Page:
Bradley Schuster and the Holy Grail: The Cup’s Story, Part I

THE CUP’S STORY, PART I: BIRTH ON ATLANTIS

The cup was created on the island of Atlantis. From what she knew about life on Atlantis—for example, the classical Greek plays about Troy were favorites, but Rome was not considered a serious threat—my best guess for a date would be 350-300BC, plus or minus a century or so.

She was created by Razuni, a Master of Psionics, and intended to be a top-of-the-line toastmaster’s cup. A toastmaster’s cup was a fairly common device designed to make the speaker who held it more eloquent. They were used by ambassadors, lawyers, slam poets (apparently we weren’t the first to invent the art form), and anyone who loved the art of oration. Psionics is the science of magic, as near as I can determine.

But Razuni made a mistake during her creation. A notorious skinflint, he’d used a defective gemstone rather than the prescribed ‘large, flawless fire opal,’ hoping to compensate by something he labeled ‘the Razuni Phenome­non.’ But the parapet design on her lip, intended only to focus and amplify the power of a cheaper stone, instead caused two unintended powers.

First, she is sentient. The Boomer hypothesizes that thought waves bent back onto them­selves—sort of like an invisible three-dimen­sional Möbius strip—is what sentience really is. I can’t add a thing to that explanation—I’m not that good at making shit up yet.

Second, if the cup has recently been ‘charged’ with wine and is held while speaking, the audience treats the speaker’s words as commands or absolute truths. Sort of like a good mass hypnotist. A small percentage of people are unaffected by the effect, and only martyrs and masochists will do something truly harmful to them­selves. Proximity improves results; intoxicants make the audience more susceptible.

My introduction to psionics and Atlantis and magical devices all took place on that first morning. But I’d already experienced all three of the cup’s powers firsthand. The sentience, along with her ability to telepath it, obviously. But my elegance about Judy Blue Eyes “soar­ing on the winds of the evening so she wouldn’t bruise her skin of per­fectly ripe apricots” was all cup-induced eloquence. And when Judy Blue Eyes believed my shouted monologue about the cup being the spirit of a witch sacrificed by her coven was really just me practicing Louis XIV.V’s speech—that was a vivid and convincing demonstration of the hypnotic effect.

Razuni discovered the power-to-convince quite by accident at a stag party given for a retiring spice merchant—a wild affair with entertainers and scantily-veiled dancing girls to enhance the rich food and free-flowing wine.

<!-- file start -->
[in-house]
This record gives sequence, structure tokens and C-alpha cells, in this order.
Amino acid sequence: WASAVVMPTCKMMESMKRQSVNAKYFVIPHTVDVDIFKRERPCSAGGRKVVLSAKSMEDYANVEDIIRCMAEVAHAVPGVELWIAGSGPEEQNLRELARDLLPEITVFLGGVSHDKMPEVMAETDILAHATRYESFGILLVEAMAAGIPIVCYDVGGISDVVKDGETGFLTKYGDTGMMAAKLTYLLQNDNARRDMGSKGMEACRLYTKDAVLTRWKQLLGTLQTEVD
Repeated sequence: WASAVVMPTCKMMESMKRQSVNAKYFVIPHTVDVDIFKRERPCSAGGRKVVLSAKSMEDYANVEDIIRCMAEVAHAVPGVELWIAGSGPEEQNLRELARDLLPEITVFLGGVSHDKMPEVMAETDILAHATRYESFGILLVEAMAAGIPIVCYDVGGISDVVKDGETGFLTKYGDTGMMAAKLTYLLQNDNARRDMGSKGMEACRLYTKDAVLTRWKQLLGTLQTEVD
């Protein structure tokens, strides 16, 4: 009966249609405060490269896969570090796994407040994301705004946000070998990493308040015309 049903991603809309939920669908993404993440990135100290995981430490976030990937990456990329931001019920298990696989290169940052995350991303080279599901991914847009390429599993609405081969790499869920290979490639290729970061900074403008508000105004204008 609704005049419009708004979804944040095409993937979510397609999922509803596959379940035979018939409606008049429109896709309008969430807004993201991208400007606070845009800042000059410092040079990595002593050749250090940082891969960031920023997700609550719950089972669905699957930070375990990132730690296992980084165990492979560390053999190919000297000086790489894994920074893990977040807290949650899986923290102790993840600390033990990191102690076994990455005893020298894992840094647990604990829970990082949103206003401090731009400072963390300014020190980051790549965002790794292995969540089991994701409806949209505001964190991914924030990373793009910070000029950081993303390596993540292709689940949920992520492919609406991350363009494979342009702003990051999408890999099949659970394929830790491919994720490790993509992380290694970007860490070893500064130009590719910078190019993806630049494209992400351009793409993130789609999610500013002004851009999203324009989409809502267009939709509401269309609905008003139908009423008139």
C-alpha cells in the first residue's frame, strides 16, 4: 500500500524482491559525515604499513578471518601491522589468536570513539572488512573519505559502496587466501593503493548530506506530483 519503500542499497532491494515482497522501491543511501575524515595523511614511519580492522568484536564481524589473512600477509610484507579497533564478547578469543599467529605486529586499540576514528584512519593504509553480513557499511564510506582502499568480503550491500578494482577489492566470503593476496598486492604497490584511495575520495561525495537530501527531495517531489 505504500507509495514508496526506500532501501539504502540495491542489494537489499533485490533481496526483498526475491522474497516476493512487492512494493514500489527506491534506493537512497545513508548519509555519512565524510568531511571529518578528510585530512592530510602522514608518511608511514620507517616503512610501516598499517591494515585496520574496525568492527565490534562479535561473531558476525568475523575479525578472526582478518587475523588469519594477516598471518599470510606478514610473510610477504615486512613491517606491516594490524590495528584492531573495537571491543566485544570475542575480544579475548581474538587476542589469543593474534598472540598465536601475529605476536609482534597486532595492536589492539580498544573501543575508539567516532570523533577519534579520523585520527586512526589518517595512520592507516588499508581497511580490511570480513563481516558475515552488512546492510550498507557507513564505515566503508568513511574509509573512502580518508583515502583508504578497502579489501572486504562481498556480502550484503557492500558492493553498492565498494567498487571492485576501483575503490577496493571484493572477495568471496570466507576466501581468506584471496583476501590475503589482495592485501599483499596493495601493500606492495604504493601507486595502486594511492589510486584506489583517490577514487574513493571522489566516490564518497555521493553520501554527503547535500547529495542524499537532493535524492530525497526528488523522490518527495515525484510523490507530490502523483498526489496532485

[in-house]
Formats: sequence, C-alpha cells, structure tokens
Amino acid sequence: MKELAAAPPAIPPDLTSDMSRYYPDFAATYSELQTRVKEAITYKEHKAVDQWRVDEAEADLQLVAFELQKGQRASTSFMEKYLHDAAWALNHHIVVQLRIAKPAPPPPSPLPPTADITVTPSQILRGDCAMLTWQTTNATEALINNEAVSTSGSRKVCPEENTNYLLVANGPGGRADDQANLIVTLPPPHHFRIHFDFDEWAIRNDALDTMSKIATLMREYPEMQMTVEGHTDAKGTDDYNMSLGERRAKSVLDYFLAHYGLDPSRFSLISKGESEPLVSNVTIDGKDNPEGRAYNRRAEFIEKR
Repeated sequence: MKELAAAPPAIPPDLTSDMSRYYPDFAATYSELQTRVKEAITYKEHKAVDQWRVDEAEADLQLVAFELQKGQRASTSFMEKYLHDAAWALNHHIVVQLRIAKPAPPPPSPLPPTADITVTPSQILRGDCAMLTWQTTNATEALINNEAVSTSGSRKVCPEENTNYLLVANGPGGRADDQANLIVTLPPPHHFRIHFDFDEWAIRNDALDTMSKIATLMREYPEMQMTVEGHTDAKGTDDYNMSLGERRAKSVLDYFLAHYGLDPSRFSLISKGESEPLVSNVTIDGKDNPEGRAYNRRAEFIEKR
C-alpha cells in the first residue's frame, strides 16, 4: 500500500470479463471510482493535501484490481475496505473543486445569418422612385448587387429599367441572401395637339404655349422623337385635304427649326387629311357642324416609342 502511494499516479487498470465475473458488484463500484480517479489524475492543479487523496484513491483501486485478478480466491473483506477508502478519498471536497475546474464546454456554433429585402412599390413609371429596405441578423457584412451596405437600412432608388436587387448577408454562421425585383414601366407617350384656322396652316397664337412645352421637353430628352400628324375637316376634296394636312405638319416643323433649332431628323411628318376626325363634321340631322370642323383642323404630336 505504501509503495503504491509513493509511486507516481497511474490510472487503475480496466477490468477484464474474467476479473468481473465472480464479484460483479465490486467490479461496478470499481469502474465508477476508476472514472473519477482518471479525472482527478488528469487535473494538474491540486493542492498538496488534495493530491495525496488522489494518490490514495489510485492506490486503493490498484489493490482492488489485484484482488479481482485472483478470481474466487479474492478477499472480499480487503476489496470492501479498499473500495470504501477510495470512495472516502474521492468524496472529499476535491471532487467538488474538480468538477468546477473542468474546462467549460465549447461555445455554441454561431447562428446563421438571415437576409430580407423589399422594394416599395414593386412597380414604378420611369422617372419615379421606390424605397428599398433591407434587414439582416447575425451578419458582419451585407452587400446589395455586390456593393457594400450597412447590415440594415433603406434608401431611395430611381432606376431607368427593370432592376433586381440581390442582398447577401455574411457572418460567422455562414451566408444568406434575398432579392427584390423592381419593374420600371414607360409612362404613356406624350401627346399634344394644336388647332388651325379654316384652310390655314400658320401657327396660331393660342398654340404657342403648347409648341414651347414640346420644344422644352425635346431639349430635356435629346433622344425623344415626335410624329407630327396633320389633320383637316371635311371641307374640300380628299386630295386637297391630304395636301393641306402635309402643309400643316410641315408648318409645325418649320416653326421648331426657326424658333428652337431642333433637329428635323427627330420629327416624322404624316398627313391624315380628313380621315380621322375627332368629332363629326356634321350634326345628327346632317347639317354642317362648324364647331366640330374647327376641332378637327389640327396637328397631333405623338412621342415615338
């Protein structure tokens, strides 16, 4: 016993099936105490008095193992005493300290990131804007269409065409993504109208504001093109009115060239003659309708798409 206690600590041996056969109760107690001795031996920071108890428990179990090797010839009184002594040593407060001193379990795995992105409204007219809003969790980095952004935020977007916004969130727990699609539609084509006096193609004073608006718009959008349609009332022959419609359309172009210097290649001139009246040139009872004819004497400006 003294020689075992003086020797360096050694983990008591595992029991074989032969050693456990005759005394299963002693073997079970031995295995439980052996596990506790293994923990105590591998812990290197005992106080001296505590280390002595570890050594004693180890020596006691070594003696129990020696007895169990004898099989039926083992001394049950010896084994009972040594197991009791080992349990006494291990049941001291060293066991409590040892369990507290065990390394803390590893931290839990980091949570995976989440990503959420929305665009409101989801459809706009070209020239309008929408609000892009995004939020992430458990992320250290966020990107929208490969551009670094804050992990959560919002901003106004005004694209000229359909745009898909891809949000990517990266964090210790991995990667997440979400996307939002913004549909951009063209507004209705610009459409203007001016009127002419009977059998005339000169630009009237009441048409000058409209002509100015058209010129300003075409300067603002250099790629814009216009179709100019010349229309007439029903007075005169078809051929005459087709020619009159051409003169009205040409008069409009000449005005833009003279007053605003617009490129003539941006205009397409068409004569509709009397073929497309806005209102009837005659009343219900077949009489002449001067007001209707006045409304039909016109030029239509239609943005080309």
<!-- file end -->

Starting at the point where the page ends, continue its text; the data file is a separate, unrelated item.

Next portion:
As the festivities reached a climax, Razuni offered a toast which, after a suitable build-up of oratory elegance that rolled off his tongue like the angry sea on the great outer walls, ended with the words, “Raise high your goblets and bow down before our own hero, Egryll.” When Razuni looked up, the assemblage of fat merchants were literally doing what he had commanded: all were bowed at the waist, as if trying to sniff each others’ butts, while holding their wine cups high over their heads.

He never learned that she was sentient.

Razuni spent the next eighteen months using the cup to vastly increase his wealth. Businessmen accepted his invitation to dine; by the end of the meal they were convinced that it was imperative to invite him into partnership. Merchants insisted on offering severe discounts; customers flocked to buy, even at prices that seemed a touch high.

Any time left over after the demands of making money was spent coming up with new ways to spend it. Rich carpets and wall hangings embellished his home, jewelry adorned his fat fingers, exotic birds and butterflies flitted in his garden. A personal chef pampered his palette while a psio-healer worked overtime to maintain his looks and libido against the encroachment of age and culinary excess.

A lot of people today spend their entire lives doing just what Razuni did and never grow bored with the accumulation and spending of wealth. But the cup made it all just too easy. Sucked the joy of victory and the gratification of being brilliant out of the process. But he stuck it out going through the motions for another year, all the while subconsciously looking for something to give new meaning to his life.

That’s when he fell in love.

THE CUP’S STORY, PART I: OUTTAKES

This pithy summarization of what I learned that first morning may give you the impression that the cup and I hit the ground running as a smooth-working team. Ha. Nothing could be further from the truth. I asked hundreds of unnecessary questions instead of just letting her talk and would get off track at the drop of a hat (which, since I had all of my hair then, I didn’t actually own). Here is a sample of our meanderings that first morning. Think of them as outtakes in a funny movie.

* * *

I was born on Atlantis, on the big is­land to be more specific.